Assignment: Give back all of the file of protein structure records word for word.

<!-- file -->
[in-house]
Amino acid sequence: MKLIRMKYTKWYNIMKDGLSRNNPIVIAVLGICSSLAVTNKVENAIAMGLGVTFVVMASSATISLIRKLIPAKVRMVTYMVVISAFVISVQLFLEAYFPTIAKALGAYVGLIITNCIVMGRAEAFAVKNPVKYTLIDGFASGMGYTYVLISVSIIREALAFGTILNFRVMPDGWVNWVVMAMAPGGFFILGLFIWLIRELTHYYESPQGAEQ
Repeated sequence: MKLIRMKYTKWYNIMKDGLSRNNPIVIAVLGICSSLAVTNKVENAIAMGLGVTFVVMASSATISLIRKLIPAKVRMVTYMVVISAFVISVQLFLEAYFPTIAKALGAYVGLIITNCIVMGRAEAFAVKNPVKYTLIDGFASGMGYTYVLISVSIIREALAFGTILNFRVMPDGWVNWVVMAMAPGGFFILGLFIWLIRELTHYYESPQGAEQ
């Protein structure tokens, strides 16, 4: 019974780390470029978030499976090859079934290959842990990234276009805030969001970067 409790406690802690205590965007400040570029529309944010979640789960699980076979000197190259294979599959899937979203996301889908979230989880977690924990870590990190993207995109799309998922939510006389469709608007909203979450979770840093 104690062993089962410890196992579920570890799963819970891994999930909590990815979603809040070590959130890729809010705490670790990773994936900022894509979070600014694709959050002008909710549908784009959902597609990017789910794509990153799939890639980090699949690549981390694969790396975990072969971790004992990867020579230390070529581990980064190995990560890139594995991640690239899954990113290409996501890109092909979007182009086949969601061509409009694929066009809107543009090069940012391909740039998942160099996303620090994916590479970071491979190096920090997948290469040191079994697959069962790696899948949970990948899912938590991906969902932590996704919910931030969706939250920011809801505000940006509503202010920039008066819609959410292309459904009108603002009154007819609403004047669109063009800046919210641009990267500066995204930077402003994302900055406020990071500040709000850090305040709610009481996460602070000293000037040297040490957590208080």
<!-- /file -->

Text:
[in-house]
Amino acid sequence: MKLIRMKYTKWYNIMKDGLSRNNPIVIAVLGICSSLAVTNKVENAIAMGLGVTFVVMASSATISLIRKLIPAKVRMVTYMVVISAFVISVQLFLEAYFPTIAKALGAYVGLIITNCIVMGRAEAFAVKNPVKYTLIDGFASGMGYTYVLISVSIIREALAFGTILNFRVMPDGWVNWVVMAMAPGGFFILGLFIWLIRELTHYYESPQGAEQ
Repeated sequence: MKLIRMKYTKWYNIMKDGLSRNNPIVIAVLGICSSLAVTNKVENAIAMGLGVTFVVMASSATISLIRKLIPAKVRMVTYMVVISAFVISVQLFLEAYFPTIAKALGAYVGLIITNCIVMGRAEAFAVKNPVKYTLIDGFASGMGYTYVLISVSIIREALAFGTILNFRVMPDGWVNWVVMAMAPGGFFILGLFIWLIRELTHYYESPQGAEQ
């Protein structure tokens, strides 16, 4: 019974780390470029978030499976090859079934290959842990990234276009805030969001970067 409790406690802690205590965007400040570029529309944010979640789960699980076979000197190259294979599959899937979203996301889908979230989880977690924990870590990190993207995109799309998922939510006389469709608007909203979450979770840093 104690062993089962410890196992579920570890799963819970891994999930909590990815979603809040070590959130890729809010705490670790990773994936900022894509979070600014694709959050002008909710549908784009959902597609990017789910794509990153799939890639980090699949690549981390694969790396975990072969971790004992990867020579230390070529581990980064190995990560890139594995991640690239899954990113290409996501890109092909979007182009086949969601061509409009694929066009809107543009090069940012391909740039998942160099996303620090994916590479970071491979190096920090997948290469040191079994697959069962790696899948949970990948899912938590991906969902932590996704919910931030969706939250920011809801505000940006509503202010920039008066819609959410292309459904009108603002009154007819609403004047669109063009800046919210641009990267500066995204930077402003994302900055406020990071500040709000850090305040709610009481996460602070000293000037040297040490957590208080």